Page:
U.S. ‘reasonably certain’ drone strike killed ISIS mouthpiece ‘Jihadi John’

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WASHINGTON — He hid his face, but “Jihadi John” was the English-speaking voice of ISIS. His twisted, videotaped taunts and acts of terrible cruelty — beheading hostages who had gone to the Middle East to help others and report stories to the world — symbolized the Islamist militant group’s depravity and ruthlessness.

Not anymore, it appears.

U.S. Army Col. Steven Warren said Friday that a drone strike the previous night killed everyone in the targeted vehicle, with Mohammed Emwazi — a.k.a. “Jihadi John” — likely among them.

“We are reasonably certain that we killed the target that we intended to kill, which is Jihadi John,” the Army spokesman said. “…This guy was a human animal, and killing him is probably making the world a little bit better place.”

The United States had been tracking him closely since Wednesday, and Thursday he was seen leaving a building and getting into a car, U.S. officials said. Three drones went after that vehicle, which also had another person inside, and two Hellfire missiles were fired.

Raqqa is Being Slaughtered Silently, a Syrian activist group, said a missile hit Emwazi’s car directly at 11:51 p.m. (4:51 p.m. ET) in front of an ISIS court in Raqqa. Citing a source in the de facto Syrian capital, the same group said that ISIS militants then ringed that vehicle and two others that had been struck to prevent anyone from getting closer.

Speaking hours later on Friday, British Prime Minister David Cameron cast the airstrike as an act of self-defense. If it is confirmed Emwazi is dead, “it will strike at the heart of ISIS,” said Cameron, whose government worked with their U.S. colleagues ahead of the strike.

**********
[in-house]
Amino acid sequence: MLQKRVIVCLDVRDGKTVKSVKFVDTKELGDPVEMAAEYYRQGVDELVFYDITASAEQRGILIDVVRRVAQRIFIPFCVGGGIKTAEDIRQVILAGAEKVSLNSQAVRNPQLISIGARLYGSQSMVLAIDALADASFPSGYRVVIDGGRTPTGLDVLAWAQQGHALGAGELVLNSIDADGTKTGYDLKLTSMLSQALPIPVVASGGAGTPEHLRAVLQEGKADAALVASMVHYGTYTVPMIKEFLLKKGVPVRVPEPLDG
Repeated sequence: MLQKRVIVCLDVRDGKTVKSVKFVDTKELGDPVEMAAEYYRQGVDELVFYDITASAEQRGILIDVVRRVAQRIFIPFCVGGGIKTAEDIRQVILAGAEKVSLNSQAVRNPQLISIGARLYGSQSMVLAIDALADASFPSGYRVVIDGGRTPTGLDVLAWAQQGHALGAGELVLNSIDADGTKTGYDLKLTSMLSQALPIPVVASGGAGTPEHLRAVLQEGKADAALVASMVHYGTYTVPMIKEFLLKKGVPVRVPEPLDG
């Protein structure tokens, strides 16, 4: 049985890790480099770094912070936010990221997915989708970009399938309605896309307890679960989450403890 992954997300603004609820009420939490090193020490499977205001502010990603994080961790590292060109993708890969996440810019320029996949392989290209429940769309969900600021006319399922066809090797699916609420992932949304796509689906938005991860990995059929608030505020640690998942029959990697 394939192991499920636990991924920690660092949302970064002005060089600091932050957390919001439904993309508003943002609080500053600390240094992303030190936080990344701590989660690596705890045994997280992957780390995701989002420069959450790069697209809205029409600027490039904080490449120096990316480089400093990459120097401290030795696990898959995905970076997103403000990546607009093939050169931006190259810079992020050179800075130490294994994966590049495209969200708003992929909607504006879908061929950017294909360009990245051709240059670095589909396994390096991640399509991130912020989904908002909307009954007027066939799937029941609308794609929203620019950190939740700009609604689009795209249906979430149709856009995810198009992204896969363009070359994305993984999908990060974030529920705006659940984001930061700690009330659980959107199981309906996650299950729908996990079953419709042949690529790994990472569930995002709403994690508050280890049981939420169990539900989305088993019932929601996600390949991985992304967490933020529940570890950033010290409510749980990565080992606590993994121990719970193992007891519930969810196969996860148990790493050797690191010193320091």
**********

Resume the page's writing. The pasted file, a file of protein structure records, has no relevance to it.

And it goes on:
“We always said we will do whatever is necessary to track down Emwazi and stop him taking the lives of others,” he said.

James Foley

James Foley

But there is no joy or sense of victory from Louise Woodward-Styles. Her friend, British aid worker David Haines, was among the hostages whose beheading videos featured Emwazi. Others included American journalists Steven Sotloff and James Foley, U.S. aid worker Abdul-Rahman Kassig, British aid worker David Haines and Japanese journalist Kenji Goto.

“There’s just sadness,” Woodward-Styles said. “It reminds you of the loss of Alan and just hoping it’s closure for the family. But also I hope it reminds people that the issue of Syria is still ongoing, and not to forget the reasons why Alan was there.”

As to Emwazi himself, Woodward-Styles added, “I don’t think he deserves the attention that his apparent death is causing. I think he was a coward.”

Justice for ‘victims of this evil man’

Emwazi, a British citizen, has been a most wanted man.

As the masked face of ISIS, he appeared in a series of brutal videos, dressed head-to-toe in black — his eyes and voice his lone revealing features — and holding a knife.

The Ramadhan Foundation, a Muslim organization in the UK, called Emwazi the manifestation of evil.

“The killing of Mohammed Emwazi in Syria is a significant moment in the fight to get justice for David Haines, Alan Henning and all the victims of this evil man,” said Mohammed Shafiq, the group’s executive director.

That sentiment wasn’t shared by CAGE, the London-based civil rights group that had contact with Emwazi. It tweeted that relatives of the beheaded hostages “have mixed feelings” about the targeted airstrike, with some preferring he be captured rather than killed.

The group itself stated “its opposition to extrajudicial killing of any kind,” adding that “state-sponsored targeted assassinations undercut the judicial processes that provide the lessons by which spirals of violence can be stopped.”

Rather than be killed, CAGE said, Emwazi should have been tried as a war criminal. Because that won’t happen, the world will never know what spurred him — and many others in the West and beyond — to join ISIS.

“His killing means key crucial questions around his joining ISIS, as well as the kidnapping and killing of hostages will remain unanswered,” CAGE tweeted.

Marquette University offers the following statement regarding James Foley:

“The Marquette University community continues to keep James Foley and his family in our warmest thoughts and prayers. While we are aware of the most recent developments regarding those believed to be responsible for the despicable act leading to his death, our focus remains on celebrating James’ life and hoping that his family and friends continue to heal and find some peace.”

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